Nearly 200 countries, including the U.S., have committed to a collective global response to tackle the climate crisis called the Paris Climate Accord in 2015. They all had agreed that a worldwide response is necessary to safeguard the Earth for future generations.  However, that all changed with the current Trump administration when the office announced that the U.S. would walk away from its promise on November 4, 2020 and shirk responsibility. 

As a family physician, I can honestly write that the stakes could scarcely be higher. In the period since the Paris agreement was signed, we have seen the five hottest years on record. That’s not a coincidence! If carbon emissions rise any more, the substantial climate change will definitely impact our children and grandchildren’s future detrimentally.

We can each make a difference! The biggest impact a person can make is changing what they choose to place on their dinner plate.  Choose fresh wholesome plant-based real food like vegetables, beans, and ancient whole grains versus animal-derived protein such as meat, fish, and/or dairy products to drive the most effective way to decrease carbon dioxide emissions.  Animals in agriculture are the BIGGEST producers of methane (aka., carbon dioxide) -- the DRIVER for CAUSING CLIMATE CHANGE. Cutting down trees throughout our planet for cattle grazing and to grow crops such as wheat, corn, and soy (predominantly used for animal feed) at exponential rates has led to the forests no longer able to soak up the excess carbon emissions.  Decreasing our dependence on oil is critical to placate the fossil fuel and food industry while demanding renewable energy sources be of  utmost importance.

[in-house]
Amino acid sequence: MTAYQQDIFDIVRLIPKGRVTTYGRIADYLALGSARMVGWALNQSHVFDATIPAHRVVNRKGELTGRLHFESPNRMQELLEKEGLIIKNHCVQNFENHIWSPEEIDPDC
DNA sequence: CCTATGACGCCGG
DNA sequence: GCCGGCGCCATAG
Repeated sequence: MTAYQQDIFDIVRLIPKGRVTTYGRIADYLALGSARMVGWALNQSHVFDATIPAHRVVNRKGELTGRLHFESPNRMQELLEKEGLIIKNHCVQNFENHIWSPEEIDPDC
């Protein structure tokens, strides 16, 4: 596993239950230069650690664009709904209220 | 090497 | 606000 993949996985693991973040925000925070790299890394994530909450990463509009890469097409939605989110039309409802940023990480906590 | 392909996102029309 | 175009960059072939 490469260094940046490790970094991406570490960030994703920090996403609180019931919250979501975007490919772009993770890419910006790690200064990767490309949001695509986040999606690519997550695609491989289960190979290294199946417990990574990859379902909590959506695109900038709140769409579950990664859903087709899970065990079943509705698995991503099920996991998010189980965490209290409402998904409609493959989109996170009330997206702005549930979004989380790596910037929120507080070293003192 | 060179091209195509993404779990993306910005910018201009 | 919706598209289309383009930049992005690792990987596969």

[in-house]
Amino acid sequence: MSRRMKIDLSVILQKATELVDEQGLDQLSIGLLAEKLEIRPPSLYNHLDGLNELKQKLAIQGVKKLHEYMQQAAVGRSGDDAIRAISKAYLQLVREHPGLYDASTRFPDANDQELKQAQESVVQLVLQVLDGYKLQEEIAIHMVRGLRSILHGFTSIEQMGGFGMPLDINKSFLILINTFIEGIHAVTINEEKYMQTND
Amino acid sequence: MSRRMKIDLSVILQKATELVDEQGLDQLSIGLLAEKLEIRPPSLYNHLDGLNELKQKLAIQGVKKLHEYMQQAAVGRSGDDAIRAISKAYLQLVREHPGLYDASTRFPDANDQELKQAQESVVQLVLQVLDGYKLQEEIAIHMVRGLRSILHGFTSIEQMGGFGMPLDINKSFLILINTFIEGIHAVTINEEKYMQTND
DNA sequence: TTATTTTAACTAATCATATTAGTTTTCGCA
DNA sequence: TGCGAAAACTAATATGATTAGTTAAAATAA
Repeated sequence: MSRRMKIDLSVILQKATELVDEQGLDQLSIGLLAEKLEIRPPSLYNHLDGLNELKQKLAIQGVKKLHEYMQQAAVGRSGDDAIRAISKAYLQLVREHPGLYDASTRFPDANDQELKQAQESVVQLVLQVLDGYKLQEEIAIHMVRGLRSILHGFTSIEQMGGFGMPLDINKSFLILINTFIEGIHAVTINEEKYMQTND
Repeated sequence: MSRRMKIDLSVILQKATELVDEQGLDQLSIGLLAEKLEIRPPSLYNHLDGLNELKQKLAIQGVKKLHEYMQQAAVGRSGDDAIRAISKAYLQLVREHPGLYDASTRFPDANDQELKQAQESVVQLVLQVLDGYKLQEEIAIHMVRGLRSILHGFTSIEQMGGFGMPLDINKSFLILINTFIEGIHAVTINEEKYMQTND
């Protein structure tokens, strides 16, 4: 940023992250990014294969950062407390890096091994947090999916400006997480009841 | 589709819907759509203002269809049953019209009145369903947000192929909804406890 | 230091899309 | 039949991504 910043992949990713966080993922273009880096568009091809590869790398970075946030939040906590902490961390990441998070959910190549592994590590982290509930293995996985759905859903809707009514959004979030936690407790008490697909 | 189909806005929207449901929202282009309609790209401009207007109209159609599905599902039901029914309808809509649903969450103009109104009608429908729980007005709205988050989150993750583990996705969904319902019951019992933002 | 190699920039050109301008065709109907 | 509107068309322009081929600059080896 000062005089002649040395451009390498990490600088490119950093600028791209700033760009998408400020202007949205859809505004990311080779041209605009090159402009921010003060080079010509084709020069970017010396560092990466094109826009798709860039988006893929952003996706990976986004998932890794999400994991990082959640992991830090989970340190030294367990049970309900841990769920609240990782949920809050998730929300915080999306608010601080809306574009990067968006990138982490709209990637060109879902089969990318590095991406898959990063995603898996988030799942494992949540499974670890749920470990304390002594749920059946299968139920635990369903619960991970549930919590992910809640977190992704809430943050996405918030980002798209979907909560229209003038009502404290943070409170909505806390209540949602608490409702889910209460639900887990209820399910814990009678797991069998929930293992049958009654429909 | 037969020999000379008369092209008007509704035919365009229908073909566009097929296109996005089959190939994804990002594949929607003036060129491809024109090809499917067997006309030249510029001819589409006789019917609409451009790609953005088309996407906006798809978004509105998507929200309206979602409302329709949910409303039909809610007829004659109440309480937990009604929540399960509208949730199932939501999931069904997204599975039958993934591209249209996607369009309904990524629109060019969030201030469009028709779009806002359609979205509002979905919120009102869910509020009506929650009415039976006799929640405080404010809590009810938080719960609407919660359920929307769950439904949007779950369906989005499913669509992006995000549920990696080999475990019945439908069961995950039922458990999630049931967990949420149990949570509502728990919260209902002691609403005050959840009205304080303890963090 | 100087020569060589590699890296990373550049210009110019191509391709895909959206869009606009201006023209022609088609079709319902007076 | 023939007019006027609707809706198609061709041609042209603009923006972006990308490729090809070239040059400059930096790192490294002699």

With your help, we can take collective responsibility for the future of the planet, our home, and our children.

Dr. Bhandari and the Advanced Health Team Are Here to Support Your Health.

Our expert team of integrative holistic practitioners work with patients suffering from chronic health concerns.  We help our patients reverse disease by better understanding how the body optimally functions and providing personalized treatment plans. To learn more and book an appointment, contact Advanced Health or call 1-415-506-9393. 


Cooper, M. (2009). “Death toll soared during Victoria's heatwave. The Sydney Morning Herald.”  Retrieved from:

Fischer, E. M., & Schär, C. (2010). Consistent geographical patterns of changes in high-impact European heatwaves. Nature Geoscience, 3(6), 398-403.

Hooper, C. (2019). “Black Saturday is an Australian tragedy that redefined the way we live with fire.” The Guardian. Retrieved from:

Perkins-Kirkpatrick, S. E., & Lewis, S. C. (2020). Increasing trends in regional heatwaves. Nature communications, 11(1), 1-8.

Dr. Payal Bhandari Dr. Payal Bhandari M.D. is a leading practitioner of integrative and functional medicine in San Francisco.